Nokia closes plant in Germany and relocates in Romania

The German government urged Nokia to reconsider closing a plant in Germany, with many job losses and the facility’s relocation to Romania. According to the ETUC, the Finnish management of the world-leading mobile phone producer announced the abolition of 4,000 jobs without the slightest information or consultation.

Germany’s Economy Ministry said it was ready to hold “intensive discussions” with the Finnish phonemaker over the closure, and had threatened to bloc European Union aid for the relocation. However, the EU Commission said Nokia would not receive any.

Nevertheless, the premier of North-Rhine Westphalia (NRW), the state where the factory is based, attacked Nokia for the move and said it risked appearing a “subsidy locust.”

Arguing the plant was not competitive enough, Nokia said on Tuesday it could cut up to 2,300 staff as it moves production to lower-cost areas, largely to EU newcomer Romania — a country which receives aid from the bloc partly supplied by Germany.

In a statement, Deputy Economy Minister Hartmut Schauerte said he regretted that Nokia, the world’s top cellphone maker, had not been able to profit from Germany’s global competitiveness despite receiving state assistance.

But he hinted the government might be prepared to make concessions if German jobs could be saved.

“The German government is in permanent contact with the company and is ready for intensive discussions if the company is prepared to reconsider its decision,” Schauerte said.

“UNFAIR COMPETITION”
Schauerte added that EU structural funds should not be used to finance the move, but officials from the EU’s executive, the European Commission, said this would not happen.

“That would be unfair competition,” Commission President Jose Manuel Barroso told the European Parliament.

Nokia, which aims to close the plant in the western city of Bochum by mid-2008, said it was ready to discuss its plans.

However, when asked if these plans could be altered, Nokia spokeswoman Arja Suominen said: “As I said, our decision is based on careful consideration and facts. We have simply come to the conclusion that Bochum as a location is not competitive.”

Commission spokeswoman Eva Kaluzynska said Romania had agreed not to use EU aid in the 2007-13 period to help finance the relocation of a plant from another member state.

However, she added that an industrial park where Nokia was based in Romania probably was financed partly by the EU’s pre-accession fund before the Black Sea country joined the bloc.

The 12, mostly ex-communist new member states are due to receive close to 200 billion euros ($296.6 billion) in EU regional aid in 2007-2013. Romania joined in 2007.

“SUBSIDY LOCUST”
Juergen Ruettgers, conservative state premier of NRW, told television station ZDF Nokia had received over 80 million euros in German public funding for the Bochum plant.

Ruettgers added Nokia risked being seen as a “subsidy locust” and that this could damage the company’s image among Germans — more than one in five of whom live in NRW.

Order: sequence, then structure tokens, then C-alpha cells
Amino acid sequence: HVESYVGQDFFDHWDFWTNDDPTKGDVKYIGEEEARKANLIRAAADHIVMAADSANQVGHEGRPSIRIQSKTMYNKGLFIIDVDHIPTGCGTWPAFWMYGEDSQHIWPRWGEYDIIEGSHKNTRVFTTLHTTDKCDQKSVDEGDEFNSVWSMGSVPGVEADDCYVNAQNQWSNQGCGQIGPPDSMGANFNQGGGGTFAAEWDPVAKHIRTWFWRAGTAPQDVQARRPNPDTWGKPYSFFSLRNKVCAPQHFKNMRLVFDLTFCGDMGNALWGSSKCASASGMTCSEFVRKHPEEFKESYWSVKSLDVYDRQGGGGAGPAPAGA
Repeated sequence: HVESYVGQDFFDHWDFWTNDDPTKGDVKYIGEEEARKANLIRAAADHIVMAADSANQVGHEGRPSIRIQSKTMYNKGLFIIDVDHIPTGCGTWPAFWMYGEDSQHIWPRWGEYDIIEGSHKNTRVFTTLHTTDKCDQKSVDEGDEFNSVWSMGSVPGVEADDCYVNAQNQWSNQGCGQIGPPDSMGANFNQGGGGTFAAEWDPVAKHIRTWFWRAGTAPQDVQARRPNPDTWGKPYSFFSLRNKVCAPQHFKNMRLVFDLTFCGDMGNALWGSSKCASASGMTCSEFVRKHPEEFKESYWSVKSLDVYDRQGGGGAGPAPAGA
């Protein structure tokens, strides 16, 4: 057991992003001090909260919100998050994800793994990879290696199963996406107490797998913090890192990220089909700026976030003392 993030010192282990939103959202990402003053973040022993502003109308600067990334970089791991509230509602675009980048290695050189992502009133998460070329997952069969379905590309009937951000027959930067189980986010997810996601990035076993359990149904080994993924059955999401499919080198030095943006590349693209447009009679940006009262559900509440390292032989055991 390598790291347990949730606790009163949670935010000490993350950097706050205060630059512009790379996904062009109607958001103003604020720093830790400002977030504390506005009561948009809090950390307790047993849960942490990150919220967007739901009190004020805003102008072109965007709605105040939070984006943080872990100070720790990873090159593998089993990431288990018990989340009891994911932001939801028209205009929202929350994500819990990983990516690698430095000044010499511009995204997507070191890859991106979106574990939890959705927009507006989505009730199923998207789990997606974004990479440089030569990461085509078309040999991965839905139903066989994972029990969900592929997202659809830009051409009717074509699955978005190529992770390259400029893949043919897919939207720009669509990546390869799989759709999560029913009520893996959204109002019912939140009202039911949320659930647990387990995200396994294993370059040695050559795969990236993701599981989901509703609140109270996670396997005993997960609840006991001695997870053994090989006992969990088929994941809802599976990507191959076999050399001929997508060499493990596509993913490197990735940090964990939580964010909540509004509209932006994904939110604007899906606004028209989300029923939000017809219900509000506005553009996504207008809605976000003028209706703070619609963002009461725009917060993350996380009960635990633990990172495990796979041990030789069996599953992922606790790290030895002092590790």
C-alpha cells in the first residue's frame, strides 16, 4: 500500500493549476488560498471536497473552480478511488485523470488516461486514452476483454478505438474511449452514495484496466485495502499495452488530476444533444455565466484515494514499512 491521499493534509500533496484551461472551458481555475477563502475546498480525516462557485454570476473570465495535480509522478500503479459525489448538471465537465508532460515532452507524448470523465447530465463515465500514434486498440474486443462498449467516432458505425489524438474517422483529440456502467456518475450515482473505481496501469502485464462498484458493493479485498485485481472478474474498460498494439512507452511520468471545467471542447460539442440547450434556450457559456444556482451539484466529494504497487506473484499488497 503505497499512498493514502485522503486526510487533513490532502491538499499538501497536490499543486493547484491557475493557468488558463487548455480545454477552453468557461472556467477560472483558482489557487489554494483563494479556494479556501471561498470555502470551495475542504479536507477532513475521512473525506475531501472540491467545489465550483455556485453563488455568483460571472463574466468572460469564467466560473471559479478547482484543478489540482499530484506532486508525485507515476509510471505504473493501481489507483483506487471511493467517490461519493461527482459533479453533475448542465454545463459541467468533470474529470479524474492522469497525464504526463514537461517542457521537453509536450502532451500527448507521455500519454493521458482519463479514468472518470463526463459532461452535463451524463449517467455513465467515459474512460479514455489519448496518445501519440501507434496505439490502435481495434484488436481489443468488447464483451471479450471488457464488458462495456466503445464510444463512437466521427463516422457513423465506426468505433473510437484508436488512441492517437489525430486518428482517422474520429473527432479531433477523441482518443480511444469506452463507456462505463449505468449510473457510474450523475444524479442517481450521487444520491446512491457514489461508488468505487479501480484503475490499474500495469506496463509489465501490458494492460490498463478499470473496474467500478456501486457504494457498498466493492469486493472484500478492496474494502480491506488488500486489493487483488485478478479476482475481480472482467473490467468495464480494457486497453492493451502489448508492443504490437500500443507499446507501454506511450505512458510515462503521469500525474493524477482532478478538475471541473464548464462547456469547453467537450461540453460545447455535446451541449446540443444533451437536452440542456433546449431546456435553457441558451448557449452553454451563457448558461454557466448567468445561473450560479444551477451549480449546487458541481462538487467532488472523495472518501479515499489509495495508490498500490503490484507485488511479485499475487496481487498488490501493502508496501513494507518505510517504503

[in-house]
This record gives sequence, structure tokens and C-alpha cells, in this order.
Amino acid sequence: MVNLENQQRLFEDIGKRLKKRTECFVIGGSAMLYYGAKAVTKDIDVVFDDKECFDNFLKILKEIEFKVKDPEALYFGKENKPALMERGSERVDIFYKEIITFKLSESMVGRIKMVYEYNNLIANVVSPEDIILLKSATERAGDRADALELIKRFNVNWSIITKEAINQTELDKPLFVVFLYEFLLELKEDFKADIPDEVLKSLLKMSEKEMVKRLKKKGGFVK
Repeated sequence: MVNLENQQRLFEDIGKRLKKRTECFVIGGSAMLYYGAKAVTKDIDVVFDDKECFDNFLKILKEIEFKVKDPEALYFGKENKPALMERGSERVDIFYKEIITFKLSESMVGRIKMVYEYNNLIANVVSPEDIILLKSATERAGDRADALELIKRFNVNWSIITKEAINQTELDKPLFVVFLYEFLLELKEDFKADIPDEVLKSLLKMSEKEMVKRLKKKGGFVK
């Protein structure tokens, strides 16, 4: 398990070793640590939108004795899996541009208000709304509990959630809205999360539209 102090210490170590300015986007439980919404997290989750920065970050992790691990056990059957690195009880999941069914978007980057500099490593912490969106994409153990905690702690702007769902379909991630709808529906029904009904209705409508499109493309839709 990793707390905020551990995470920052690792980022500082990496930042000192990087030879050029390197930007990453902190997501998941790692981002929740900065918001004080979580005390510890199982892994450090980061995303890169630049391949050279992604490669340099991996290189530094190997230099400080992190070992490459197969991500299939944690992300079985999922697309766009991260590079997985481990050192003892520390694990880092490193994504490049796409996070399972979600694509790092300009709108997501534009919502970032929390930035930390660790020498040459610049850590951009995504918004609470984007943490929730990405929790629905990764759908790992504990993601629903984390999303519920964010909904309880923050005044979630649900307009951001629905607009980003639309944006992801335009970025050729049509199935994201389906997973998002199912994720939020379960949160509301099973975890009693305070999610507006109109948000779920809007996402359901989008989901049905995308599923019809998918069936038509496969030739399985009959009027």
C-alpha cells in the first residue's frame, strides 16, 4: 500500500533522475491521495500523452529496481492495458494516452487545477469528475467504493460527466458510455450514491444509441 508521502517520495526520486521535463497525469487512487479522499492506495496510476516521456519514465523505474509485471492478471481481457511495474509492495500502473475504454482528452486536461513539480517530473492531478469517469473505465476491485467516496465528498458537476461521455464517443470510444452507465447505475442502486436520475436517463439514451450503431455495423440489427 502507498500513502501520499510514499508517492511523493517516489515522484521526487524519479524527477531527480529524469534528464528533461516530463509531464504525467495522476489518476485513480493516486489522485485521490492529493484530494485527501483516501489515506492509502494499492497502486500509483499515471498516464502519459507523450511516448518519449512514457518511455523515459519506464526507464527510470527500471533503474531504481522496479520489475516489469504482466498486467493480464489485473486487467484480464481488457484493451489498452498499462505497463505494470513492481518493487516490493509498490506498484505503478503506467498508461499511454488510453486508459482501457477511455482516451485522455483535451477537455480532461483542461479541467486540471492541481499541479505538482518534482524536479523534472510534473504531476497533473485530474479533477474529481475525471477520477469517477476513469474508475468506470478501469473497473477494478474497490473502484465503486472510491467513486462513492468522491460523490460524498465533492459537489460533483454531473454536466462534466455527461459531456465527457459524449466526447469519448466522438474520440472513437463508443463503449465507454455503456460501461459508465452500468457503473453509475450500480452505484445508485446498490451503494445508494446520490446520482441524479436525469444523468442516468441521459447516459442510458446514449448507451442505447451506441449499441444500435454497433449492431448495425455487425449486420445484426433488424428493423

The word “locust” rose to prominence in German political debate in 2005 when former SPD leader Franz Muentefering used it to characterise irresponsible financial investors.

NRW’s Economy Minister Christa Thoben told ZDF the state was investigating whether Nokia had honoured its side of the bargain for getting subsidies — or if NRW had the right to a refund. Nokia’s Suominen said the firm had fulfilled its terms. Unions have vowed to resist the closure in Bochum, where workers blocked access to the site on Wednesday in protest. German industrial union IG Metall said more than 4,000 jobs in total could be lost if the plant leaves Germany.

(By Dave Graham (Reuters) Additional reporting by Marcin Grajewski and Ilona Wissenbach in Brussels, and Sami Torma in Helsinki)

ETUC: Nokia shows the importance of urgently reviewing the EWC Directive

Without the slightest information or consultation, the Finnish management of the world-leading mobile phone producer Nokia announced the abolition of 4,000 jobs. This, according to Reiner Hoffmann, Deputy General Secretary of the European Trade Union Confederation (ETUC), demonstrates the urgent need to revise the EU directive on European Works Councils (EWCs).

In particular, it must be guaranteed that companies cannot ride roughshod over European and national workers’ rights without sanctions. In any case it must be guaranteed that no layoffs or transfers can be carried out without prior thorough information and serious consultations with the workers’ representatives and their trade unions. The ETUC has welcomed the Commission’s introduction of the revision of the EWC directive. It must now come quickly to a conclusion.

The EU Commission can thereby make a meaningful sign that it is not only concerned for a better business environment but that it also has the power to strengthen worker’s rights across Europe.

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